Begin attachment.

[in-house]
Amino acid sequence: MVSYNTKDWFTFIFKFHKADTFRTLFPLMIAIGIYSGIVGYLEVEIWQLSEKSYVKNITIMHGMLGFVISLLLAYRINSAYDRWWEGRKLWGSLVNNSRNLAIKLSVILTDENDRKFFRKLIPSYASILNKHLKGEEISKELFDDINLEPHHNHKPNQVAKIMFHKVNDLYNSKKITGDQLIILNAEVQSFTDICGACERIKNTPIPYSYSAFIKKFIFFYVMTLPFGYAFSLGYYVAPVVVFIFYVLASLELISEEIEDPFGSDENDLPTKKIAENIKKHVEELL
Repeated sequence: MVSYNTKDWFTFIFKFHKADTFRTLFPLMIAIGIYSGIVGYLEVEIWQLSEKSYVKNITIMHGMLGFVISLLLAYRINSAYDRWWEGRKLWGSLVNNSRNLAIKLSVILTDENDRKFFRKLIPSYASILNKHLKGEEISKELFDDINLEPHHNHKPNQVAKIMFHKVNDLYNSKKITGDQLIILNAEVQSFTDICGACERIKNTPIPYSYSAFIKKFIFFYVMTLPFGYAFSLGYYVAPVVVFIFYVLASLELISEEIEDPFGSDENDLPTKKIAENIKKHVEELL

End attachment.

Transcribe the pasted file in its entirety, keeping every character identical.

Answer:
[in-house]
Amino acid sequence: MVSYNTKDWFTFIFKFHKADTFRTLFPLMIAIGIYSGIVGYLEVEIWQLSEKSYVKNITIMHGMLGFVISLLLAYRINSAYDRWWEGRKLWGSLVNNSRNLAIKLSVILTDENDRKFFRKLIPSYASILNKHLKGEEISKELFDDINLEPHHNHKPNQVAKIMFHKVNDLYNSKKITGDQLIILNAEVQSFTDICGACERIKNTPIPYSYSAFIKKFIFFYVMTLPFGYAFSLGYYVAPVVVFIFYVLASLELISEEIEDPFGSDENDLPTKKIAENIKKHVEELL
Repeated sequence: MVSYNTKDWFTFIFKFHKADTFRTLFPLMIAIGIYSGIVGYLEVEIWQLSEKSYVKNITIMHGMLGFVISLLLAYRINSAYDRWWEGRKLWGSLVNNSRNLAIKLSVILTDENDRKFFRKLIPSYASILNKHLKGEEISKELFDDINLEPHHNHKPNQVAKIMFHKVNDLYNSKKITGDQLIILNAEVQSFTDICGACERIKNTPIPYSYSAFIKKFIFFYVMTLPFGYAFSLGYYVAPVVVFIFYVLASLELISEEIEDPFGSDENDLPTKKIAENIKKHVEELL